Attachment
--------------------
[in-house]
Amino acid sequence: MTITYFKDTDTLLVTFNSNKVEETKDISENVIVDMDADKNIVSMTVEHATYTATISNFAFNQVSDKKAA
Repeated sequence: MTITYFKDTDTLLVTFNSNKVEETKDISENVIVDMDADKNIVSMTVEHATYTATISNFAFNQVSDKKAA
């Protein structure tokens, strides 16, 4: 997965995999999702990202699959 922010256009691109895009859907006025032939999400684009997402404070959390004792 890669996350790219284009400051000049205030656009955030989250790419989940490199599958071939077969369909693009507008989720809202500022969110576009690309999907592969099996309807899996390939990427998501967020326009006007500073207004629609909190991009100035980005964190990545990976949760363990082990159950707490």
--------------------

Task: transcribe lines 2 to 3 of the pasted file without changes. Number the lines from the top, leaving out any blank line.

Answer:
Amino acid sequence: MTITYFKDTDTLLVTFNSNKVEETKDISENVIVDMDADKNIVSMTVEHATYTATISNFAFNQVSDKKAA
Repeated sequence: MTITYFKDTDTLLVTFNSNKVEETKDISENVIVDMDADKNIVSMTVEHATYTATISNFAFNQVSDKKAA